This statement was retracted in the very next issue of The Guardian (November 28, 1936, p. 71), with the editors stating that they “were in error.” The Presbytery of California had immediately responded: “It is only fair to Rev. Carl McIntire and the Christian Beacon to say that our misinterpretation was entirely independent of his editorial, ‘Premillennialism,’ appearing in that paper. That editorial was cited merely because its words accurately set forth our own independently-arrived-atunderstanding of Professor Kuiper’s words. It seems to us that there are a sufficient number of persons throughout the nation who arrived at an identical interpretation with Rev. McIntire’s (and that prior to the time of his editorial) that it would appear that either Professor Kuiper was certainly less explicit and clear in his phraseology than he might have been, or else, that a host of persons must be charged with mental vacuity.” 13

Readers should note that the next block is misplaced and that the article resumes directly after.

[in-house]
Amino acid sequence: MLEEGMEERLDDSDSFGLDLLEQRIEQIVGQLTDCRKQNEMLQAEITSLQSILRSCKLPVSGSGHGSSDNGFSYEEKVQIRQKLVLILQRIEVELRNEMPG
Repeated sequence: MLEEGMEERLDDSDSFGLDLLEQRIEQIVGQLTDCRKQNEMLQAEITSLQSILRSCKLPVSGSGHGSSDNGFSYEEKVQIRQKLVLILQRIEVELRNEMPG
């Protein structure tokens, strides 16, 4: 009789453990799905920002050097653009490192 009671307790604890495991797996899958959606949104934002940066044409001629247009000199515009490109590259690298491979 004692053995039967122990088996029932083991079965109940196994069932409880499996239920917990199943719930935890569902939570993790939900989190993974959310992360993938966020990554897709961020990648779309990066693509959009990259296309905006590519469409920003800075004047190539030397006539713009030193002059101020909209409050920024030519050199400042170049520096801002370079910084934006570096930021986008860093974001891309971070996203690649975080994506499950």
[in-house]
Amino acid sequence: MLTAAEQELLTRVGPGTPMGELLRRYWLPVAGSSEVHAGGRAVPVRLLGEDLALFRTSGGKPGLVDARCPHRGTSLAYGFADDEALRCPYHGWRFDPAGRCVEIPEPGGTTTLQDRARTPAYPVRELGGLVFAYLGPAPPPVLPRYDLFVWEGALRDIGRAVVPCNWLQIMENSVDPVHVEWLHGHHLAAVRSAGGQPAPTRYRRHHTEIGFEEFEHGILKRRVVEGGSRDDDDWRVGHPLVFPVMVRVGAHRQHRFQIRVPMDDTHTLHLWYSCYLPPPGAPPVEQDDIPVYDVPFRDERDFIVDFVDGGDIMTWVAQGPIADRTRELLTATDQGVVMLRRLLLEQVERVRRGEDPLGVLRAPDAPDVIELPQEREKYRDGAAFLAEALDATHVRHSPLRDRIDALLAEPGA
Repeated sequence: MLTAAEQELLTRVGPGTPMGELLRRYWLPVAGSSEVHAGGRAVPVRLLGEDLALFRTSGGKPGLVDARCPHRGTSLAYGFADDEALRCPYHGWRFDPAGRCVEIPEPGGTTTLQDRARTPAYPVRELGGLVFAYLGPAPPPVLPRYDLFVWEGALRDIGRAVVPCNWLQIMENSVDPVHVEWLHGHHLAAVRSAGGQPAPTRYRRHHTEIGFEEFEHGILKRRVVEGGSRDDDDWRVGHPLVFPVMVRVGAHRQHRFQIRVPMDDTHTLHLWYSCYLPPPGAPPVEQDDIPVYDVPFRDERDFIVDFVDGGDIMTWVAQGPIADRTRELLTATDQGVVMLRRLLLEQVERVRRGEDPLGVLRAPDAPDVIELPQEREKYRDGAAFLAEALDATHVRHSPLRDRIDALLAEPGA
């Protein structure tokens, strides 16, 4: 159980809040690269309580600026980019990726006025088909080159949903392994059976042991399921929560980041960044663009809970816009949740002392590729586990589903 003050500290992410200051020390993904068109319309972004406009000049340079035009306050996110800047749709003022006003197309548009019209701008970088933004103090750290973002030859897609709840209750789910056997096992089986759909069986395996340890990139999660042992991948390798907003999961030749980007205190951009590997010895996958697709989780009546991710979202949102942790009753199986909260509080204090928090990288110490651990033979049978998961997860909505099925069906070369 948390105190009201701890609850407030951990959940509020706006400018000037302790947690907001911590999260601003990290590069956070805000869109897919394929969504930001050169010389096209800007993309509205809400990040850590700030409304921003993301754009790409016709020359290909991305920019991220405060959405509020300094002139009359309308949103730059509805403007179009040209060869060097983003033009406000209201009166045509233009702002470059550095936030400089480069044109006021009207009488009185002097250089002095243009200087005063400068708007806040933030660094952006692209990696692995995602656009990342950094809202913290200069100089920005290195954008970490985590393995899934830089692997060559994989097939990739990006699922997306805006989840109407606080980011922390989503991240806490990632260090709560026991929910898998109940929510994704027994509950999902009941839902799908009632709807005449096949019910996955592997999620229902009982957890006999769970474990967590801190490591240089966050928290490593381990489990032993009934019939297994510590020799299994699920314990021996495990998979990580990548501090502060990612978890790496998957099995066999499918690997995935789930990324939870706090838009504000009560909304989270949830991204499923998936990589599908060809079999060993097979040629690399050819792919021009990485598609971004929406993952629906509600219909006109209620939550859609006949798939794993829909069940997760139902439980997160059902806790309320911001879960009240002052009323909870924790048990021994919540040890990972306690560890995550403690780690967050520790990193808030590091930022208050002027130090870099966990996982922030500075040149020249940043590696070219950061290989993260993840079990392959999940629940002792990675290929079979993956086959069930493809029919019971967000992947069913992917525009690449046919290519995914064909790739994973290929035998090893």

Machen, naturally desiring to see peace in the new denomination, thought the fears of the Premillennialists were unfounded, and thus that the resultant turmoil was unnecessary and causing damage in the new church. He wrote a strong letter to McIntire about his failure to print a reply from Kuiper in the Christian Beacon. Very shortly thereafter, Buswell wrote to Machen: “I really think you have misjudged Carl McIntire,” and stated that he also felt Dr. Kuiper had “used general words in an incorrect way.” 14
In his later years, Dr. Allan A. MacRae commented concerning this: “Kuiper wrote a long statement which he demanded be printed in the Beacon. McIntire refused to turn over half an issue of the Beacon to him. There was a long interchange of letters between them. I never saw these letters, but Laird Harris once said that he had read them and that the spirit of McIntire was so much more Christian than the spirit of Kuiper in these letters.... That had a good deal to do with swinging Harris in our direction though he continued for many years to feel a strong emotional attachment to Kuiper.” 15